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Many children enjoy the **learning**, of what new the school can bring them, and also of each new challenge. There are little ones who are wanting to know more, for example, about mathematics. However, for others it can be a real ordeal having to sit down in front of the paper and solve the class exercises.

If our children have problems when making **multiplications** and we want to encourage and help them understand it, it is necessary that we know games and tricks that teach them easily.

For children** learn to multiply**, or reinforce the knowledge that their teachers have already given them in the classrooms, it is necessary that they have the ability not to get discouraged when it does not come out the first time. Explaining multiplication as a game is what is usually most useful so that they never forget it.

We can think of the game of fruits, especially if they are cherries, or lacasitos if we have them on hand, or any element that we can eat or play with, and that it is fun and colorful so that they never forget it.

Experimenting with multiplication in a fun way with games can be done in the following way: establishing groups of numbers through colors, if we don't want to do it with fruit or food, we can think of** plasticine balls**. The visual strength of the children will make them understand the 'teams' of numbers through the colors so that they know why the quantities are multiplying.

For them to learn how to multiply, there are several tricks that we can have on hand at any given time:

- **The song game**: If what we want is to learn the multiplication tables in a rush, we just have to look back and remember our childhood, where there were those songs with the numbers that rhymed, in the purest '6x4 = 24; 6 x 6 = 36 ... 'is easier for them to remember this way.

-** The game of pairs with rhymes**: If what we want is for them to understand that when an even number is multiplied by another pair, it gives rise to another of the same condition, and the rest of the rules of **multiplication**We can play with the rhymes so that he ends up understanding: 'odd for even, even; pair by pair; par ', at first it may cost you a little, but later you will say it in a rush. And best of all: it will make it easier for you to later learn the result of the tables.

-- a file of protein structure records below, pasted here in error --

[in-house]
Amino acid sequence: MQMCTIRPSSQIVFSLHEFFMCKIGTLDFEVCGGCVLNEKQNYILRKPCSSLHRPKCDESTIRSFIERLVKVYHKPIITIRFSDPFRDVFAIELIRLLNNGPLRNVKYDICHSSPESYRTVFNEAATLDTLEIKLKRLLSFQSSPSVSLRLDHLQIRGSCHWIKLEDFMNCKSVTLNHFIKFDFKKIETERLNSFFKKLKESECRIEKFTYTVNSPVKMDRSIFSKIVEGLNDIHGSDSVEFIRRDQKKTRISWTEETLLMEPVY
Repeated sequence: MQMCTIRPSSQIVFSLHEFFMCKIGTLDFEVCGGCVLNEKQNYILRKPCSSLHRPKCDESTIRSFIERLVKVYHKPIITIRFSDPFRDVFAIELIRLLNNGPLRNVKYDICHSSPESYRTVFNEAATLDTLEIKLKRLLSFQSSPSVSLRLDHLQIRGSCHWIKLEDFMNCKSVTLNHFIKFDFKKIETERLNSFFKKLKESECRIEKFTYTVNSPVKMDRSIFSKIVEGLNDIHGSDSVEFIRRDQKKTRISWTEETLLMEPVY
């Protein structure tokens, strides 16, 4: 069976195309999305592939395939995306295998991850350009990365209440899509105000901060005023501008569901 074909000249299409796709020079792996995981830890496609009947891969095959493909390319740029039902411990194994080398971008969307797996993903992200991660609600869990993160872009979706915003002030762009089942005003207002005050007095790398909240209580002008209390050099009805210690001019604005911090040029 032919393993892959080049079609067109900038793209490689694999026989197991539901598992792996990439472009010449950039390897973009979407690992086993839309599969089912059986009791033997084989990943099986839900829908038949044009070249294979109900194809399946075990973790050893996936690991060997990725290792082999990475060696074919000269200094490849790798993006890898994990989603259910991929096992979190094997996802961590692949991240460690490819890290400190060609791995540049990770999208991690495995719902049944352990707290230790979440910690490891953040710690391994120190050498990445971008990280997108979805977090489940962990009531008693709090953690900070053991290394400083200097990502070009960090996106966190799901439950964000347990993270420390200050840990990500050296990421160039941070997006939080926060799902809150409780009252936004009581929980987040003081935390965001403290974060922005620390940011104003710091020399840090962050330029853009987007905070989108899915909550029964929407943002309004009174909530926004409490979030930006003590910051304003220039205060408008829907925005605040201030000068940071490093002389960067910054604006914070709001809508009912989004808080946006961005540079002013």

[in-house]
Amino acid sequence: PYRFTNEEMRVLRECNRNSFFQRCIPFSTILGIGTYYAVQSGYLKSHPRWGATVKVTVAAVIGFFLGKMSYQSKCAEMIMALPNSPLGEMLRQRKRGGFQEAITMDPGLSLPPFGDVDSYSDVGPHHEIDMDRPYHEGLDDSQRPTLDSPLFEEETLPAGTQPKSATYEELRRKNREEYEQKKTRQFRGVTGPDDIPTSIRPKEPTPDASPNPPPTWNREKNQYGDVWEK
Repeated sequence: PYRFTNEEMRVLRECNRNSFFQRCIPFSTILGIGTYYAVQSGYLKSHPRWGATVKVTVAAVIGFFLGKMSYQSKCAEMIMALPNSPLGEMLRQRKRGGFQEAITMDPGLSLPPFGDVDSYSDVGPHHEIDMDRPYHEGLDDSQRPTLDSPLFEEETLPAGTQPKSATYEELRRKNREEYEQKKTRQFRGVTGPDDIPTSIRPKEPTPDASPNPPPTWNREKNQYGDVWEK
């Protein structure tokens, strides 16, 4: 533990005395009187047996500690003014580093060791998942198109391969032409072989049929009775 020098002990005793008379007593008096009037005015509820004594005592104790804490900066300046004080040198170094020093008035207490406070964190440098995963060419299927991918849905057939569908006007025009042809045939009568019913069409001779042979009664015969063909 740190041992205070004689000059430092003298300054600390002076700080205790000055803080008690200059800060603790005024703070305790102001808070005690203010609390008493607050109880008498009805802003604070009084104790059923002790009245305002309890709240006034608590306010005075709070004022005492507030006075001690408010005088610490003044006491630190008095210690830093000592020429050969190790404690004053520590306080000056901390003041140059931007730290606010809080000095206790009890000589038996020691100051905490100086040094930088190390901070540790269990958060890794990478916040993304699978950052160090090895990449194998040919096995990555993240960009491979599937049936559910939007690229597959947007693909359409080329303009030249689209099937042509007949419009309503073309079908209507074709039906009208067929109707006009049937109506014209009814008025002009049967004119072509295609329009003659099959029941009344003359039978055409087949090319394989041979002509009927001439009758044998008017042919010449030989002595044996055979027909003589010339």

- **The 9 table game**: When they have advanced their **learning**, there is the story of the table of 9 for when they are already authentic experts in multiplication, which refers to** Robin Hood**, who stole from the rich (the digit on the right), to give it to the poor (the digit on the left), as the table progresses. They will never forget the game and it will be much easier for them to learn the most complicated table. Here is the example:

9 X 1 = 9: Here we have the first number. To find out what 9 x 2 is, subtract one from the digit on the right (9 - 1 = 8), and increase one in front, so the result will become 18. When they continue, 9 x 3 will be 27, and The same will happen, the digit on the right goes down one (8 - 1 = 7) and one more will be added in front (from one, it goes to two); and so on. We continue with 9 x 4 = 36, **one more digit to the left** (where was the 2 of 27, and one less on the right). If the fable of **Robin Hood** They take it the first time, they will know that easily, the digits will go down in the number on the right and increase in the one on the left.

You can read more articles similar to **Tricks to teach children to multiply**, in the On-site Learning category.